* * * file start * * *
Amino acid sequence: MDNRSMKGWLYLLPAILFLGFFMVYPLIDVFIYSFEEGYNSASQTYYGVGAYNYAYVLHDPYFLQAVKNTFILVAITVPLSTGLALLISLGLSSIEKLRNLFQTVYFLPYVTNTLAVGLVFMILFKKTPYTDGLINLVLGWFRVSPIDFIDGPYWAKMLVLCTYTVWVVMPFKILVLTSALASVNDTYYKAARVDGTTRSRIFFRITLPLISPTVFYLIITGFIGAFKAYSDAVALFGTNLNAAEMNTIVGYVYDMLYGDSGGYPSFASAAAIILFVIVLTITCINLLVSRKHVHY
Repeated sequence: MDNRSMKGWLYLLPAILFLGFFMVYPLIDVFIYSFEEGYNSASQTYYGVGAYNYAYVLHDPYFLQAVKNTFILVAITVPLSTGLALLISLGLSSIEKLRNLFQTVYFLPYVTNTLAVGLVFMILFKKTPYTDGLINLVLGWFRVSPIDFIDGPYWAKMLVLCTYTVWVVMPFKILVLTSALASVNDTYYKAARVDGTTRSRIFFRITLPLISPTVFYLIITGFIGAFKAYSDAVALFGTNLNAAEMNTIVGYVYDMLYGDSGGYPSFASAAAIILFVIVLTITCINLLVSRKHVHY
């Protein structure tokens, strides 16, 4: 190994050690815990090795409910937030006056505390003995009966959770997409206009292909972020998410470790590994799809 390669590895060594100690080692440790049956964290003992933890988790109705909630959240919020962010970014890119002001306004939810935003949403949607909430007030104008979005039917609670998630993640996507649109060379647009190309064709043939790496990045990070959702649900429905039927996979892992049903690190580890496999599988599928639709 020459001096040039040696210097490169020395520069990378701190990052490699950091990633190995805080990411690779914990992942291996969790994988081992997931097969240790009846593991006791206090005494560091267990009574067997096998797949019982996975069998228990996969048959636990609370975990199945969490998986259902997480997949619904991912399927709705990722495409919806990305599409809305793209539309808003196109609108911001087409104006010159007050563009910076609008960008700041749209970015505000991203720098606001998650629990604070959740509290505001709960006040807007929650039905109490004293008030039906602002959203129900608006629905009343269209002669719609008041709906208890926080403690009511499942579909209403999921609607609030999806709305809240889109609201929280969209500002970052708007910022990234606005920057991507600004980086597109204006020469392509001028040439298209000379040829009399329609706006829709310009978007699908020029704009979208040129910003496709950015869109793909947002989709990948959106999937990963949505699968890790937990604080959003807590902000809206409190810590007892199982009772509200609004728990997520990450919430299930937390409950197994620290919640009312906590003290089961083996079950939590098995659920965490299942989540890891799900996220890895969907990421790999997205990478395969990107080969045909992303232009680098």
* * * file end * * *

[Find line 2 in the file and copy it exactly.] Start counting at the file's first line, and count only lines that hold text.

Repeated sequence: MDNRSMKGWLYLLPAILFLGFFMVYPLIDVFIYSFEEGYNSASQTYYGVGAYNYAYVLHDPYFLQAVKNTFILVAITVPLSTGLALLISLGLSSIEKLRNLFQTVYFLPYVTNTLAVGLVFMILFKKTPYTDGLINLVLGWFRVSPIDFIDGPYWAKMLVLCTYTVWVVMPFKILVLTSALASVNDTYYKAARVDGTTRSRIFFRITLPLISPTVFYLIITGFIGAFKAYSDAVALFGTNLNAAEMNTIVGYVYDMLYGDSGGYPSFASAAAIILFVIVLTITCINLLVSRKHVHY